I have given many tips about finding a job over the years but I had neglected to include an area that I take advantage of just about every time I land a contract job: Headhunters.
Let anyone say anything bad about recruiters that they wish. You can even believe them if you wish. But I am buying a house in an economy where a number of folks are getting foreclosed. And I am doing so on the basis of a job that I got through a contracting agency.
All of the usual rules apply: Use established agencies who actually vet employment opportunities and jobs to make sure they are real, legitimate and pay well.
Trying to get a job through Bob's fly by night agency that he runs out of the back of his pickup will not end well.
It can be particularly important to have a staffing agency vet work-from-home jobs since a lot of those are fake.
I have never paid to find work so I am going to suggest you don't either. There may be special circumstances where you have to pay. If or instance, jobs are scarce and you need an edge, but I have no personal experience with those circumstances.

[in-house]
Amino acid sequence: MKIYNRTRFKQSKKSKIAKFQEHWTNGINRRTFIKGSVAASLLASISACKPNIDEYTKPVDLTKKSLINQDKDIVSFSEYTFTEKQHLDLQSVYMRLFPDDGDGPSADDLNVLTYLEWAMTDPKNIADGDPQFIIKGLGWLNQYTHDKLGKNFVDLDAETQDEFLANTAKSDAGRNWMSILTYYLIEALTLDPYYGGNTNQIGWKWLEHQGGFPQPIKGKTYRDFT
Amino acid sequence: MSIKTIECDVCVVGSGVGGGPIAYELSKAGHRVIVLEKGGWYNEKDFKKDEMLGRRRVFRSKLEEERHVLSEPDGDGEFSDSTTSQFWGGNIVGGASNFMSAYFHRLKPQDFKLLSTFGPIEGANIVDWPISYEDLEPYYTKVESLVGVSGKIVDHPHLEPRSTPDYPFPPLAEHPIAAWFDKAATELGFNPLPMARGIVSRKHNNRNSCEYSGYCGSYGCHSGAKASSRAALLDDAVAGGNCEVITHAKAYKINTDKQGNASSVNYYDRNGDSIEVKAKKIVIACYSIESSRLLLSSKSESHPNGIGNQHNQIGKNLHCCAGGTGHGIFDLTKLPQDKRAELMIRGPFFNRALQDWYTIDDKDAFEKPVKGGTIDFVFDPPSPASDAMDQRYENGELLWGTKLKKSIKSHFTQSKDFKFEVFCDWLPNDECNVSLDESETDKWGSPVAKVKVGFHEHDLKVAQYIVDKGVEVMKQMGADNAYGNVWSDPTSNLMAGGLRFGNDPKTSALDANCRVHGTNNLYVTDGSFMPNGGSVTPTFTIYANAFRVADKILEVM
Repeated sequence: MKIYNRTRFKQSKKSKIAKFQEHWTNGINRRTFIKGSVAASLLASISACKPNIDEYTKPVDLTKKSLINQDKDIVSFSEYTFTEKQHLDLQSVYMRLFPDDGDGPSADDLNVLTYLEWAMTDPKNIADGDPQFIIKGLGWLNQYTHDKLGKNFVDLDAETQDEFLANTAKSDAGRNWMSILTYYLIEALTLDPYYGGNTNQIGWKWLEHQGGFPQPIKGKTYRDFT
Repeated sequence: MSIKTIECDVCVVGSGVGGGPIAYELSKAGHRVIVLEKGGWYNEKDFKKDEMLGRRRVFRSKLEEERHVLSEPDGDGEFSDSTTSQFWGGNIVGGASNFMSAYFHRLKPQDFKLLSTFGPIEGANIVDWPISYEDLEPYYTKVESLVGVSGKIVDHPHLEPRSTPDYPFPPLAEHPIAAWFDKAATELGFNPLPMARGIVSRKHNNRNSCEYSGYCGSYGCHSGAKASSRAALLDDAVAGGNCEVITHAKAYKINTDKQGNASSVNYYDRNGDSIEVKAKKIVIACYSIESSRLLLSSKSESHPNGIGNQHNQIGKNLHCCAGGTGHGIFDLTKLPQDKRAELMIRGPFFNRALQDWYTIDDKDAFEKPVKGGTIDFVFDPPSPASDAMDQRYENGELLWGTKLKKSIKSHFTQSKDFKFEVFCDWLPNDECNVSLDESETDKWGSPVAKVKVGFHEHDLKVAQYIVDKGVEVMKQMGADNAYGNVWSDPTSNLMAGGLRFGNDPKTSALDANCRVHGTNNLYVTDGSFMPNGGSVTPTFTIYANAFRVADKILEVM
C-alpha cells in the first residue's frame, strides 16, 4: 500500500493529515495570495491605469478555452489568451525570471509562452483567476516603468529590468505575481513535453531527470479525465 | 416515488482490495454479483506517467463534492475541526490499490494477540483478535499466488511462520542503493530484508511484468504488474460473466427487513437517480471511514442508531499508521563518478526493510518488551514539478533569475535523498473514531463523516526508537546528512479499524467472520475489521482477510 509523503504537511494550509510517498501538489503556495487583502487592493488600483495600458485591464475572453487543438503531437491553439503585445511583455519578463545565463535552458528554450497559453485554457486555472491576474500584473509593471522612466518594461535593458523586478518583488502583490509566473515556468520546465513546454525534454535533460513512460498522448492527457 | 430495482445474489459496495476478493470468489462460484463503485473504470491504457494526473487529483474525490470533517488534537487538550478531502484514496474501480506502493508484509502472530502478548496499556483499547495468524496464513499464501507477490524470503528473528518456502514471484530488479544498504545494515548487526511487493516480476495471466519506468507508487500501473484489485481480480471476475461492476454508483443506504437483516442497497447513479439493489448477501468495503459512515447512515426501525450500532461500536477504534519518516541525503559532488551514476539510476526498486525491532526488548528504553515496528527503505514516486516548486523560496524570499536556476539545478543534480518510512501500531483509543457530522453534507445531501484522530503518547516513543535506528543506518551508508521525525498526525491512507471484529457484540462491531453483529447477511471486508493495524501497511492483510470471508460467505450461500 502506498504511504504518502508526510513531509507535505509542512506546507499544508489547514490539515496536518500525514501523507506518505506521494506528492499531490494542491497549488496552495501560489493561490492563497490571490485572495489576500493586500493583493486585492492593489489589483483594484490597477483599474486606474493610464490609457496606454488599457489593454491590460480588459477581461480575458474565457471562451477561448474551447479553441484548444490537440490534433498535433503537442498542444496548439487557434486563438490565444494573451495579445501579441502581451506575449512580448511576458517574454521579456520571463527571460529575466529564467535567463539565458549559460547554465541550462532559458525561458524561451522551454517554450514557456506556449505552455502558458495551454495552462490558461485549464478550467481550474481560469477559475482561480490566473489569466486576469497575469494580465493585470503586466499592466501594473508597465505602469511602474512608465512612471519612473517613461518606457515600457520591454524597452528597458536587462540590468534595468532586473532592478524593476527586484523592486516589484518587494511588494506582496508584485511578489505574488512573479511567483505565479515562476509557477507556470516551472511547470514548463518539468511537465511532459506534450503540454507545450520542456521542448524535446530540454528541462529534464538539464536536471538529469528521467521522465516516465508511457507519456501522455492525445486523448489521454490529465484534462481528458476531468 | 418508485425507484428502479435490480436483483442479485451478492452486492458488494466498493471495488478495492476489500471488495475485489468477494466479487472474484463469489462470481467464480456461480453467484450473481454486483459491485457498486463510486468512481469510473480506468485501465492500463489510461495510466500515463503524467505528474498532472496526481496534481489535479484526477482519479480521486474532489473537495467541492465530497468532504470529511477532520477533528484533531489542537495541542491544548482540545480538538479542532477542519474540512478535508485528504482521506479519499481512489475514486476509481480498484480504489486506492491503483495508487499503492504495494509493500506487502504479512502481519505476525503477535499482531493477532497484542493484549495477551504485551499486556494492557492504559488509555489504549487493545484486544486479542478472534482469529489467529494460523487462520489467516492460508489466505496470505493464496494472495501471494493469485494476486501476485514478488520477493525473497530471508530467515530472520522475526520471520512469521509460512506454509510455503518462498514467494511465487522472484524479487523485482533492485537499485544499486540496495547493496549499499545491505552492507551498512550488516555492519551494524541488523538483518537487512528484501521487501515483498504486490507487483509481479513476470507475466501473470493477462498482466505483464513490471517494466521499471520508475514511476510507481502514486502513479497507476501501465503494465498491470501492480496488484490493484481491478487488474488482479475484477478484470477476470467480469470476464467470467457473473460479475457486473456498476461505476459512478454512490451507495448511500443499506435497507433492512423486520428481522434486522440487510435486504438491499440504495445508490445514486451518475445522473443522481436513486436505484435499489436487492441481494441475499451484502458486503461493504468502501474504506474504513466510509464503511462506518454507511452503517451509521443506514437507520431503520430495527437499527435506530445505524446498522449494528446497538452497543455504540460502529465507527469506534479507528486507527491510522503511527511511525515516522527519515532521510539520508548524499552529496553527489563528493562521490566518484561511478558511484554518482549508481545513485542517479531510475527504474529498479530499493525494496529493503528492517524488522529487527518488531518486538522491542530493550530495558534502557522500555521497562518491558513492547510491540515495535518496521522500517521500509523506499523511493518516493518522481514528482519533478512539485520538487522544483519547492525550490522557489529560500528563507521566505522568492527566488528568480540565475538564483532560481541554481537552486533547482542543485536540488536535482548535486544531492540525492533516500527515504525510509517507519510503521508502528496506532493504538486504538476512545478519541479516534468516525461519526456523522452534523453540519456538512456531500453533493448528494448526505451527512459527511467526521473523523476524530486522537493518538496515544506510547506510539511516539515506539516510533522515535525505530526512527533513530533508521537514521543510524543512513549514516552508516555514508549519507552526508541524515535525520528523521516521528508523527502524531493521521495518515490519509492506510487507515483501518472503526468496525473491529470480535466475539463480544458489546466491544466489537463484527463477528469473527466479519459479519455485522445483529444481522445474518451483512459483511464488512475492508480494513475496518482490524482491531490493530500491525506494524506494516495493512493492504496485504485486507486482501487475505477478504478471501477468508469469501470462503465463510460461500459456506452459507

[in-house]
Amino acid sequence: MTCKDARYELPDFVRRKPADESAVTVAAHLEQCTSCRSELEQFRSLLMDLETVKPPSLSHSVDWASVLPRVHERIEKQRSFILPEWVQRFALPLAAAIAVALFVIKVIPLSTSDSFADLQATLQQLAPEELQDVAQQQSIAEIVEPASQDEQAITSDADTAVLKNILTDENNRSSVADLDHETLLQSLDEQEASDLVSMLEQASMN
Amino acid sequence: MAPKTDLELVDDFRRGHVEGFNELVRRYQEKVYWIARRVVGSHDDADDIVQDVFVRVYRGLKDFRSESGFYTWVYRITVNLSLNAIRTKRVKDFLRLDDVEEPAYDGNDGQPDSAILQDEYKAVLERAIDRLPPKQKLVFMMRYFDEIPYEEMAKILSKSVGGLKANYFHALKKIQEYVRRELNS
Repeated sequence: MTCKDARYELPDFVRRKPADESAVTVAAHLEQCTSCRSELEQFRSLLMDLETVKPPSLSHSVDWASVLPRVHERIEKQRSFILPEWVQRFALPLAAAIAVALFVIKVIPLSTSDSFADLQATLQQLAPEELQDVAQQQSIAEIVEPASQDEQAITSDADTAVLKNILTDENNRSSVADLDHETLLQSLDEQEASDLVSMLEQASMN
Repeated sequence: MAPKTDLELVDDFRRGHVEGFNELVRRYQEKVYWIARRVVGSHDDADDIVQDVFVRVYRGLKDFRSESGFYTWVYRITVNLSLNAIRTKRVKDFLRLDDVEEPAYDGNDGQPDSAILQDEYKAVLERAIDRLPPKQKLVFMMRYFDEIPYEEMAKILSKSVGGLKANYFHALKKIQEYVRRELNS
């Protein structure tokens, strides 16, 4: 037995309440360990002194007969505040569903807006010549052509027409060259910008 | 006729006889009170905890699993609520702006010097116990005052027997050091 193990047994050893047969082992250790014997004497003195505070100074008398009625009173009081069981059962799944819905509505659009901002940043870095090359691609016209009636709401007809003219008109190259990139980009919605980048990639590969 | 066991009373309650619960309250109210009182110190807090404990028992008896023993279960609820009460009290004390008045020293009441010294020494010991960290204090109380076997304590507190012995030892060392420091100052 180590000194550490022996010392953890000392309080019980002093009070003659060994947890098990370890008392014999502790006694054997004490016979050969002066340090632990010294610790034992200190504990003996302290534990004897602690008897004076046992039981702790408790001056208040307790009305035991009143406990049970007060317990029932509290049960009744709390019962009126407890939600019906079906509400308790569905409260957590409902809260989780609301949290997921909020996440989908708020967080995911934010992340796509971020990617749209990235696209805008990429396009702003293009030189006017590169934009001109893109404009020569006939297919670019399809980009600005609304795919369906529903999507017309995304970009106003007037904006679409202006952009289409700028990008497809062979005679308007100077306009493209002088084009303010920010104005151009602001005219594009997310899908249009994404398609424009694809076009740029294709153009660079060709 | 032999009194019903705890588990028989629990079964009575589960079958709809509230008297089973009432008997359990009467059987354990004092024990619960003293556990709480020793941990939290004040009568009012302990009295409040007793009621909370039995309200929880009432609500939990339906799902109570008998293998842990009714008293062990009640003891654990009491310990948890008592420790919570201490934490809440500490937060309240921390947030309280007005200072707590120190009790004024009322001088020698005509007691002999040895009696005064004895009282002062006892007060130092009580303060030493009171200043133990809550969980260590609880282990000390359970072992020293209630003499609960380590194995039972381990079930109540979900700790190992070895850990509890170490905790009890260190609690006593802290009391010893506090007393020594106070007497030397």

I work in IT so some of the best agencies for me have been Insource, Robert Half and Teksystems.
If you are more of a clerical bent you might try Manpower or Kelly Services.
Be ready to get dressed up and interview with the recruiter before they send you out to an employer. They need to know that you are real and that you don't sleep and go to the bathroom in your clothes like that Occupy Filth Street Crowd.
You need to be ready to tech out when you get to the reviewer's office. If you are in the IT field, go to Brain Bench and take all the free tests you can get to in your field. If you pass them all then you are probably ready for your recruiter's tests. If you do poorly on the Brain Bench tests then you are not ready. My advice would be to pony up for the Brain Bench subscription and use their tests and study materials to bone up on the subjects you maybe interviewed on.
There are free tests all over the internet covering just about any field. Even typing tests and vocabularly tests and language tests are available. Google is your friend. There are study guides and guides on how to interview .
Almost anyone who is going to do a lot technical interviewing should memorize a few story problems puzzles. They supposedly want to test your thinking processes. Like anything else you should know before you go so you don't freeze up under pressure.
Go through the cheat sheets you can find around the web that pertain to your area of expertise. As a for instance, any programmer who does not know the difference between an object and a class is probably in the wrong field. If you are classy, you always know where your instance is and what that object is doing....